Another example is Square (NYSE: SQ), which is already amongst the fastest growers among companies with market capitalisation over $100 billion, while also standing to benefit from a return of foot traffic to retail malls.
Square is interesting for another reason.
The holy grail in payments is creating a closed loop, where transactions between customers and merchants all happen within a single ecosystem, effectively on a company database rather than through the archaic payments network.
This would bypass traditional banks, the likes of Mastercard (NYSE: MA) & Visa (NYSE: V), and all the other payment layers that plague us (we seem to discover new ones all the time).
A closed loop payment system would allow instant, highly efficient transactions, which is precisely how financial data should flow in the 21st century.
We think Square could be the first to achieve this.
Square began with those familiar smartphone card readers for merchants. But Square also has a rapidly growing cash app in the United States. This now has over 30 million users, up from 15 million last year, and as you know we love growth rates >100%! These users are transacting about 15x per month on average.
So they have two sides of the prized closed loop:
We think the graphic below is interesting not only for what it says about Square, but also how it illustrates what's going on in financial markets today.
A $32 million investment in Sales and Marketing in Q1 2015 is now generating $172 million of gross profit a quarter.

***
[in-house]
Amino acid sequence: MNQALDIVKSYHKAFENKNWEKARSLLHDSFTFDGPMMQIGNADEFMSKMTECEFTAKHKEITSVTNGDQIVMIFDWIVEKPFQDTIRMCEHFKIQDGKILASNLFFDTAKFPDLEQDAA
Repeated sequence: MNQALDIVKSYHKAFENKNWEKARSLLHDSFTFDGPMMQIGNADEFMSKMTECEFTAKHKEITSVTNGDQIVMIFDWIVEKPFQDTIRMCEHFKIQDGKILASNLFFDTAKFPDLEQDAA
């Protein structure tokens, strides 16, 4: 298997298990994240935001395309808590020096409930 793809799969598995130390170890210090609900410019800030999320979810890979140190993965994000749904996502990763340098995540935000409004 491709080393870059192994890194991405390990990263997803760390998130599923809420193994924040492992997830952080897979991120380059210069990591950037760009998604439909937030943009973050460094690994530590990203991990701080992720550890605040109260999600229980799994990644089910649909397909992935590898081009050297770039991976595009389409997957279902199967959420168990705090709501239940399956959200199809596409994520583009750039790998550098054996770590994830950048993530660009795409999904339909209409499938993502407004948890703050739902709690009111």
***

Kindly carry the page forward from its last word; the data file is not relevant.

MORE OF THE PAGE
Imagine a value investor looking at the financial statements in Q1 2015... they will just see that expense as a cash flow drag, a cost with no corresponding balance sheet item. Yet this kind of return is one and perhaps two orders of magnitude greater than what's achievable from traditional capital expenditures in factories, equipment and the like.
The optimal strategy here is to spend all those subsequent gross profit dollars on even more sales and marketing.
The best guide to 2020 was to focus entirely on companies that were thriving in the prevailing market. E-commerce, digital health, payments, the right life sciences companies - these served us extraordinarily well.
We plan to use the same process to guide us over the next 12 months: we will only invest in companies thriving in the current market conditions. The good news is the kinds of companies that we invest in can thrive for decades, and perhaps generations, like the evolution of hydrogen energy, solar, electric vehicles, advances in genomic sequencing and space.
Stay diverse, stay nimble
It's fashionable in some tech investing circles to run highly concentrated portfolios. We've been sympathetic to that approach in the past, but think a broader portfolio is better, as it ensures we capture the explosive organic growth of our companies without overexposure to any one name.